Presentation on theme: "Access to Judicial Review Part II. 2 Procedural Injury In Lujan, the procedural violation was the failure of the agency to do an inter-agency consultation."— Presentation transcript:
Access to Judicial Review Part II
2 Procedural Injury In Lujan, the procedural violation was the failure of the agency to do an inter-agency consultation. Was the public allowed to participate in this? Why does this keep DOW from being able to state an injury? Procedural injuries still require the nexus to the activity. How can a procedural violation cause substantive injury? What was the injury in the procedural due process claims we talked about in Chapter 4?
3 Example – The Dredge Permit The Corps does not do the required public hearing before issuing a dredge and fill permit. You are counsel for DOW and you claim your injury is the failure to be able to comment on the permit. Is this enough to get standing? Does the denial of the right to comment constitute injury? What about a landowner whose land would be affected by the change in runoff?
4 Informational Injury FOIA provides that anyone may request and receive non-privileges government documents. What is the injury if the agency refuses to provide a document that is available under FOIA? Why does this depend on the statutory policy of the FOIA?
5 Example - FEC Classification Decision FEC does not classify an organization as one that must make public reports of its finances, which are then published by the FEC. Does a plaintiff who wants info on the group have standing to contest the classification? How did the Court use the purpose for collecting the information to support the plaintiff's standing claim? "Here, Congress, by passing the Act with the disclosure requirement, had deemed the information to be important to inform voters.“ Federal Election Commn. v. Akins, 524 U.S. 11 (1998)
Lujan Revisited as an Informational Injury The Endangered Species Act requires an agency to get a Biological Opinion before issuing a permit. Lujan said that failing to get the opinion was not a procedural injury. How could you argue, using the FEC example, that failure to obtain the Biological Opinion, which would be a public document, is an informational injury? The ESA allows citizens to sue if it is violated. Assume your group publishes the opinions. 6
Injury to All The usual remedy for “injury to all” cases is legislative or executive, not judicial. Taxpayers, for example, have very limited standing as such. In the FEC case, everyone was denied the information about the contributions. There was standing because Congress said in the enabling legislations that ‘‘any party aggrieved’’ by a Commission denial of its complaint could obtain judicial review of the denial. In the absence of specific statutory authorization, most injury to all cases will not get standing. 7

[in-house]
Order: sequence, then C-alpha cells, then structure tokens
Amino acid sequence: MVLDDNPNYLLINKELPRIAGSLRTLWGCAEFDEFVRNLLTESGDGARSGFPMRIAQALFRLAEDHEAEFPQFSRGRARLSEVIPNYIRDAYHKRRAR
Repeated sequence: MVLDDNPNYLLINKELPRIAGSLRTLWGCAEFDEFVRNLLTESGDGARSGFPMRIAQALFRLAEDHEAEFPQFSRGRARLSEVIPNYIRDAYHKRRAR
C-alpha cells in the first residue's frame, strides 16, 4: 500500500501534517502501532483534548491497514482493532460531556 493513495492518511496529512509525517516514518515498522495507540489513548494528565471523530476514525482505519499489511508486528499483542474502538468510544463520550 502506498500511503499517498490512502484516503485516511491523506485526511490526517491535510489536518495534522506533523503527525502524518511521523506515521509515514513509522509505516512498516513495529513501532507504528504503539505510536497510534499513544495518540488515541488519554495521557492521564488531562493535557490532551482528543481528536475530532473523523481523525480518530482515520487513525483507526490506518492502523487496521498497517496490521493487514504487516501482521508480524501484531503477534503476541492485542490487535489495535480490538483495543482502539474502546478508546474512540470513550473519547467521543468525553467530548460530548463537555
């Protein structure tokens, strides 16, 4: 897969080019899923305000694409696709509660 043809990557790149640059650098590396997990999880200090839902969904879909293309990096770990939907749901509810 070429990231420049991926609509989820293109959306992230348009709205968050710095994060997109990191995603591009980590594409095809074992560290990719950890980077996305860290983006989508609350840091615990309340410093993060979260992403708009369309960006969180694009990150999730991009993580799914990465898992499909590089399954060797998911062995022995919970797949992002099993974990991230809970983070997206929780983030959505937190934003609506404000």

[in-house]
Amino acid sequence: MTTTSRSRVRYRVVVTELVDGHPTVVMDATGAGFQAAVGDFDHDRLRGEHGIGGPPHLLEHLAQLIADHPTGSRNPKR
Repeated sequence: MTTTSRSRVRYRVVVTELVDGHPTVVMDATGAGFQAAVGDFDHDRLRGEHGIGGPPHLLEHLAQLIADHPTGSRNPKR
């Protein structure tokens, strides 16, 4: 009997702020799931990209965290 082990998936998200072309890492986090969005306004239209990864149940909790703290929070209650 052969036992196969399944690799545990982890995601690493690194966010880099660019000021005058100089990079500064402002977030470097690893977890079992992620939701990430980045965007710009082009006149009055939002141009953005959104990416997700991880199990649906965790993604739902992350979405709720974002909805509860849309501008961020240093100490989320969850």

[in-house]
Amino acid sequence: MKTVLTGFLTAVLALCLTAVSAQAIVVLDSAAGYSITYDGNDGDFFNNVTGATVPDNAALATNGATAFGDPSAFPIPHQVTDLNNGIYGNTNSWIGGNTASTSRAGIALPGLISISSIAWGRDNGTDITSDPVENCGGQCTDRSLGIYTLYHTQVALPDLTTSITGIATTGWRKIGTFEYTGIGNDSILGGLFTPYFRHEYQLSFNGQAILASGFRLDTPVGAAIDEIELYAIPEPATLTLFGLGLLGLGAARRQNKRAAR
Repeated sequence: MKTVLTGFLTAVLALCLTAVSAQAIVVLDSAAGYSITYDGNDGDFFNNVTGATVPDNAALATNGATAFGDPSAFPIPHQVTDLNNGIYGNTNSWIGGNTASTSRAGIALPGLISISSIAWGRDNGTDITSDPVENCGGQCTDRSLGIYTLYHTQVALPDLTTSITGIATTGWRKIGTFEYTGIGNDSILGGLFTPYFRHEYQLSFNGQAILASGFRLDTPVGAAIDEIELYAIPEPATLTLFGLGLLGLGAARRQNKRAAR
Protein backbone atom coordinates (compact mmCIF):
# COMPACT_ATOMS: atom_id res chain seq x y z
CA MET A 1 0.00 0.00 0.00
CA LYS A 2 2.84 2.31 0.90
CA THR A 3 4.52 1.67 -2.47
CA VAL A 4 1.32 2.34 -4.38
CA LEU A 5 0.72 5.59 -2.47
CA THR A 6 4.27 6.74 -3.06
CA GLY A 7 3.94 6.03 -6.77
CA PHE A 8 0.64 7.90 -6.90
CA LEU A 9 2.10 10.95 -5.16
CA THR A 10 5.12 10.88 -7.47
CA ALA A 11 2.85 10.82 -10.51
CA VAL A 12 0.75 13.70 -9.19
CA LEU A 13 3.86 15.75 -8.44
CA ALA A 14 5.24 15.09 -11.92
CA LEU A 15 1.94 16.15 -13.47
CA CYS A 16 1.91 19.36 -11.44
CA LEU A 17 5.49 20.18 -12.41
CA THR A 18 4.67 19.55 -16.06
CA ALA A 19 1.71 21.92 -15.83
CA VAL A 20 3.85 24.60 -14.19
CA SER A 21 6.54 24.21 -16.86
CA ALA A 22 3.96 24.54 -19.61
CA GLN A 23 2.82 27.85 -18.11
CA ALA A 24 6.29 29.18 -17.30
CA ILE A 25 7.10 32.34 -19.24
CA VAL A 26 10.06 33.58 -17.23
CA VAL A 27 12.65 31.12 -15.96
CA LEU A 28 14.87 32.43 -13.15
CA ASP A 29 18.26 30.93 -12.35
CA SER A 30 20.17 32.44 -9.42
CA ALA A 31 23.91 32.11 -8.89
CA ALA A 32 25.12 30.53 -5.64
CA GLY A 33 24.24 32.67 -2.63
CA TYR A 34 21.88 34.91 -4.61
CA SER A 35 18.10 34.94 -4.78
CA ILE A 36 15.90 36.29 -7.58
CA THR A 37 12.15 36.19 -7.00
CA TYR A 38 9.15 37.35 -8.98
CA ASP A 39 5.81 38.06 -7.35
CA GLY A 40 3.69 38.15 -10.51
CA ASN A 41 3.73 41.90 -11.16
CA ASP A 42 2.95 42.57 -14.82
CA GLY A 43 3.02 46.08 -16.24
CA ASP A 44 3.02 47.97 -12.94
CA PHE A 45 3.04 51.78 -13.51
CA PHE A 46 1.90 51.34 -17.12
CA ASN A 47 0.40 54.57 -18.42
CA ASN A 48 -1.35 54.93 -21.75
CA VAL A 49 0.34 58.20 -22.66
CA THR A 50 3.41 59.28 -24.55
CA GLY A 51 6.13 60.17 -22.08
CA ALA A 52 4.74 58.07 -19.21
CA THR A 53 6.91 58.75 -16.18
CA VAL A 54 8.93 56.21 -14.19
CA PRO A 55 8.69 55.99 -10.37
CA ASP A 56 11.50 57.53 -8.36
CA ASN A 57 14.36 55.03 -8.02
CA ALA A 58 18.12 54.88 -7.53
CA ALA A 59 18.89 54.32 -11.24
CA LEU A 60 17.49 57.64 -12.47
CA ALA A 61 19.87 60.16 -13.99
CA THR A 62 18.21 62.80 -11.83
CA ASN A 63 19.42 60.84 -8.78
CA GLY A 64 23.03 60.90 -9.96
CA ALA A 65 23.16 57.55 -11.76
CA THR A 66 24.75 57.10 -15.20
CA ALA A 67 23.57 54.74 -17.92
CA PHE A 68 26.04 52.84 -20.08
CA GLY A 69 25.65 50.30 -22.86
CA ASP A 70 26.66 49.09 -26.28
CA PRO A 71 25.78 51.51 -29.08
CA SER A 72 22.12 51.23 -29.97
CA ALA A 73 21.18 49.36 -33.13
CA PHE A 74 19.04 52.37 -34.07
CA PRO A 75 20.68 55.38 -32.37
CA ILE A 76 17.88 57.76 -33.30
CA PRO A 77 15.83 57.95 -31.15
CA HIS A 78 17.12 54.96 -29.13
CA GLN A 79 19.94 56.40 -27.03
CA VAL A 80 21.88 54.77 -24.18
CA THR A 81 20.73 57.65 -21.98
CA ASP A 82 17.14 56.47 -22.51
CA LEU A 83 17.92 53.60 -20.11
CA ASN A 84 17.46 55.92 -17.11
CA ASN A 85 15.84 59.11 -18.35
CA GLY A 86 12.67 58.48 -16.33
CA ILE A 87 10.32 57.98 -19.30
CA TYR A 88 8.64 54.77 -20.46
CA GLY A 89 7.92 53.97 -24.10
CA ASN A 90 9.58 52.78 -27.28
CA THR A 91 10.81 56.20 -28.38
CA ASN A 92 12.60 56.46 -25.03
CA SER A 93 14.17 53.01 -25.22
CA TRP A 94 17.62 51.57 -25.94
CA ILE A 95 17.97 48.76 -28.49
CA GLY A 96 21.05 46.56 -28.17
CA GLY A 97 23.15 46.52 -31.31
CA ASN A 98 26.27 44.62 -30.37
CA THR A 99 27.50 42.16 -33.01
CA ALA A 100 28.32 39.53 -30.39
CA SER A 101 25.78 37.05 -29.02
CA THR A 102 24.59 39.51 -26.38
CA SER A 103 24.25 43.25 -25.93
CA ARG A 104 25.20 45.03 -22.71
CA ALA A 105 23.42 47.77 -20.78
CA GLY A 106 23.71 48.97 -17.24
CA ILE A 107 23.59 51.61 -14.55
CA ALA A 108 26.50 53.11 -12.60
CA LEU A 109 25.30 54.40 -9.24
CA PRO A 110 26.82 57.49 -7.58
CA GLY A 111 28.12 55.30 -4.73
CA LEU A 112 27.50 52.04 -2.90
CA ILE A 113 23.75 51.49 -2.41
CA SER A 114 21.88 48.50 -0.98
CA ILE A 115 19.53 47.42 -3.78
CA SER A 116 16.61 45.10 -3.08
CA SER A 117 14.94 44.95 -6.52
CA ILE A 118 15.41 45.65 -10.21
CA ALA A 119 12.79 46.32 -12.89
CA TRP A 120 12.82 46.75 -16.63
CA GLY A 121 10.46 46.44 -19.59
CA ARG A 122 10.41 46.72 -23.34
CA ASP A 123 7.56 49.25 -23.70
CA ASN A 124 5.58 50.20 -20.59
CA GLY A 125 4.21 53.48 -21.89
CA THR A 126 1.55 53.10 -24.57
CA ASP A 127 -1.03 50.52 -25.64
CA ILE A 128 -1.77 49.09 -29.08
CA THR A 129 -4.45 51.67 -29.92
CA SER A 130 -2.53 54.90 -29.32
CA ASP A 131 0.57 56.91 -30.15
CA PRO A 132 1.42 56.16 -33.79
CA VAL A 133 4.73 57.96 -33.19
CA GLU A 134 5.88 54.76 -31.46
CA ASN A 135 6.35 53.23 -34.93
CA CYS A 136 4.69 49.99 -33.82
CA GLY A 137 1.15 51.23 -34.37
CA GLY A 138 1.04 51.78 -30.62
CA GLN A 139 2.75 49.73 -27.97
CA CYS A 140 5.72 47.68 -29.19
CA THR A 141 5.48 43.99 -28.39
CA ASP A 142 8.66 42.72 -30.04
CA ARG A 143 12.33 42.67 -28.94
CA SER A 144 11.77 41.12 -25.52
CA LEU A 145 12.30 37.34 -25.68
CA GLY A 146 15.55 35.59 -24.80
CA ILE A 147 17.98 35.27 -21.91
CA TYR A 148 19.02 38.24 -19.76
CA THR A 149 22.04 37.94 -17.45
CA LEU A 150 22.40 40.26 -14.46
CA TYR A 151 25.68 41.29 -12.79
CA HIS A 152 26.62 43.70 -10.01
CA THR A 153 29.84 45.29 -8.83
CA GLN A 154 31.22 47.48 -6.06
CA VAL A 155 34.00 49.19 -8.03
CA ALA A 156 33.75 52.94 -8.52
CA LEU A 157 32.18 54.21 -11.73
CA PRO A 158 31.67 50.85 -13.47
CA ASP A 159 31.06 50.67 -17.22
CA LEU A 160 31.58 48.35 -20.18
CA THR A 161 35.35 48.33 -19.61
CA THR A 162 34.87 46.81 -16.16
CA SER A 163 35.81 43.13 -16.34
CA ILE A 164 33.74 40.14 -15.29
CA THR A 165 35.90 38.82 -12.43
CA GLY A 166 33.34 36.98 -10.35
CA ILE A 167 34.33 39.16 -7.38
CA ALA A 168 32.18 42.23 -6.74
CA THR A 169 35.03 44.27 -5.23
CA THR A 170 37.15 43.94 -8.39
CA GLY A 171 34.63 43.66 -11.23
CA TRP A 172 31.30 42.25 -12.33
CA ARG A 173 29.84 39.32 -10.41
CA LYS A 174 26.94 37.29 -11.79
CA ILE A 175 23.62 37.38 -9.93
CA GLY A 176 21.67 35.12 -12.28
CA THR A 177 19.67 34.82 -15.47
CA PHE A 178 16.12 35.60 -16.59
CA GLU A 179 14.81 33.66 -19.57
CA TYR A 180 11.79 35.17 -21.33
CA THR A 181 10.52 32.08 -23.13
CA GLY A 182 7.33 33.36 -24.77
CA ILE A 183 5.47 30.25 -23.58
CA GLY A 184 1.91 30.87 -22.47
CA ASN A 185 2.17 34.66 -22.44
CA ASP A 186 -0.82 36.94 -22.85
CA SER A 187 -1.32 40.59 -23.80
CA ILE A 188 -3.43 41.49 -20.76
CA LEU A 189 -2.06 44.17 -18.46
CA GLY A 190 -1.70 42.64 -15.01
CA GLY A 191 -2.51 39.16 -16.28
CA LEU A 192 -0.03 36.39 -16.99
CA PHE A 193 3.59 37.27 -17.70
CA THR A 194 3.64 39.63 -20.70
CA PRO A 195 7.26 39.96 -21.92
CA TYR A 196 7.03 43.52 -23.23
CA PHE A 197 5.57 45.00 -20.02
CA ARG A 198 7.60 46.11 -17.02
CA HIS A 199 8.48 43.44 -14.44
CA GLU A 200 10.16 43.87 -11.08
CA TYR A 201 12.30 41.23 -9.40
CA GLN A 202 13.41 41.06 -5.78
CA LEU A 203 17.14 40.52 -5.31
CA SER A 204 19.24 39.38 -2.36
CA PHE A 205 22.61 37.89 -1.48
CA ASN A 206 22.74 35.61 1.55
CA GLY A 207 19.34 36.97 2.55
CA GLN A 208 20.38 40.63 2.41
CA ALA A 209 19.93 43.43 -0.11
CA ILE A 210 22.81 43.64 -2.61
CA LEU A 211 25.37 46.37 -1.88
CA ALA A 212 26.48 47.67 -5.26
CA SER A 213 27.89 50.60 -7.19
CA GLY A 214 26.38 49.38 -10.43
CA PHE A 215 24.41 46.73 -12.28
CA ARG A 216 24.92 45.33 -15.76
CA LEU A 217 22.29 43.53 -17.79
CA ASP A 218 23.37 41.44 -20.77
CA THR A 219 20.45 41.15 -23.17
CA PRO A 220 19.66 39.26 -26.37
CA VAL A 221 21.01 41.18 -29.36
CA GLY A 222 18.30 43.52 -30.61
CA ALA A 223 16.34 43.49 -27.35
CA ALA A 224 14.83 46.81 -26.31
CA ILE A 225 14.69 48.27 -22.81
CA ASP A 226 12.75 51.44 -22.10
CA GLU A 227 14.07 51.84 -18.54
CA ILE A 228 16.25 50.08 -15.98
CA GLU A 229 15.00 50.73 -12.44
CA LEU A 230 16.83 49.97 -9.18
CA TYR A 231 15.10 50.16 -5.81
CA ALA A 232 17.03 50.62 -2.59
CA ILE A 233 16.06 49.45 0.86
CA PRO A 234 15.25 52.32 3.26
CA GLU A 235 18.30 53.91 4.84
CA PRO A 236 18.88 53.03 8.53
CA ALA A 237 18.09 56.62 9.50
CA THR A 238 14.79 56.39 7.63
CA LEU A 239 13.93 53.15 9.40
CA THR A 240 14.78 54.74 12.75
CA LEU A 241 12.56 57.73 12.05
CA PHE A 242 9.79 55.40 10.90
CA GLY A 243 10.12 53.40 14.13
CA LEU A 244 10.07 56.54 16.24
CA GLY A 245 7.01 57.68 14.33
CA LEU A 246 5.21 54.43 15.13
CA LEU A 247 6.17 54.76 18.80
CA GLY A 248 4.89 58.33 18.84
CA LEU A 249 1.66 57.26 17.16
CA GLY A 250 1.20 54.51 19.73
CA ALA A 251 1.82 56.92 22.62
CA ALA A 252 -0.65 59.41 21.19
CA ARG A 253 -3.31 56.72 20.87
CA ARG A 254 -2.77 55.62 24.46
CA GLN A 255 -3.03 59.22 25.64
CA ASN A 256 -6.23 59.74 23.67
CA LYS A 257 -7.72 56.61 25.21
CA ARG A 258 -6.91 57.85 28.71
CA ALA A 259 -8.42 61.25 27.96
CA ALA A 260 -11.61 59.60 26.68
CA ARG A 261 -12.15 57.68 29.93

Massachusetts v. EPA, 549 U.S. 497 (2007) Round I Is global warming and ocean rise an injury to everyone? How do the projected effects in southern Louisiana different from those in west Texas? How do we use this to craft an argument that Massachusetts suffers an injury that is sufficiently individualized to justify standing? What is the state’s parens patria claim? 8
Causation for Standing 9
10 Procedural Violations and Causation: Agency Fails to do an EIS for a Dam How does failing to do the EIS make the final agency action – building the dam – illegal? Do you have to show that that they done the EIS, that the permit for the dam would not have been issued? Is this partially driven by the nature of the EIS, i.e., that it is only informational and does not directly drive decisionmaking? Why does this make it difficult to show that an EIS would affect the outcome of agency decisiomaking?
Confusion with Harmless Error 5 U.S.C. § 706 (Civil procedure) “In making the foregoing determinations, the court shall review the whole record or those parts of it cited by a party, and due account shall be taken of the rule of prejudicial error.” Some courts have required plaintiff to show it is substantially probable that the procedural breach will cause the injury Is this a proper standard for a procedural violation, such as failing to do an EIS? Must the plaintiff show that it is more than theoretically possible for the violation to affect the outcome? How could the agency show that the EIS could not have altered the decisionmaking? 11
12 Does the Remedy Help Your Client? Simon v. Eastern Ky. Welfare Rights Organization, 426 U.S. 26 (1976) Group challenged the tax exemption for a hospital, saying it did not deliver enough charity care Why is the plaintiff asking for this remedy? Would denying the exemption increase charity care? What if plaintiffs could show that the exemption is so valuable that hospitals always cave in before losing it?
What type of Causation? Must the government’s violation directly affect plaintiff? Does the EPA’s failure to regulate greenhouse gasses directly affect MA’s coast line? What directly affects the coast? Does the EPA’s regulatory failure contribute to the climate change that affects the ocean? 13
14 Redressability You have to be able to show that the remedy you seek from the court would address your problem If you have stated a concrete claim for injury to your client, you probably have also met this standard The agency must have the power to grant your remedy The remedy must address your client's problem
Massachusetts v. EPA, 549 U.S. 497 (2007) Round II What is the redressability problem in this case? Assume that the EPA could reduce automobile exhaust emission to zero: What would be the impact on global warming? Why? What do you have to argue to make the redressability standard? 15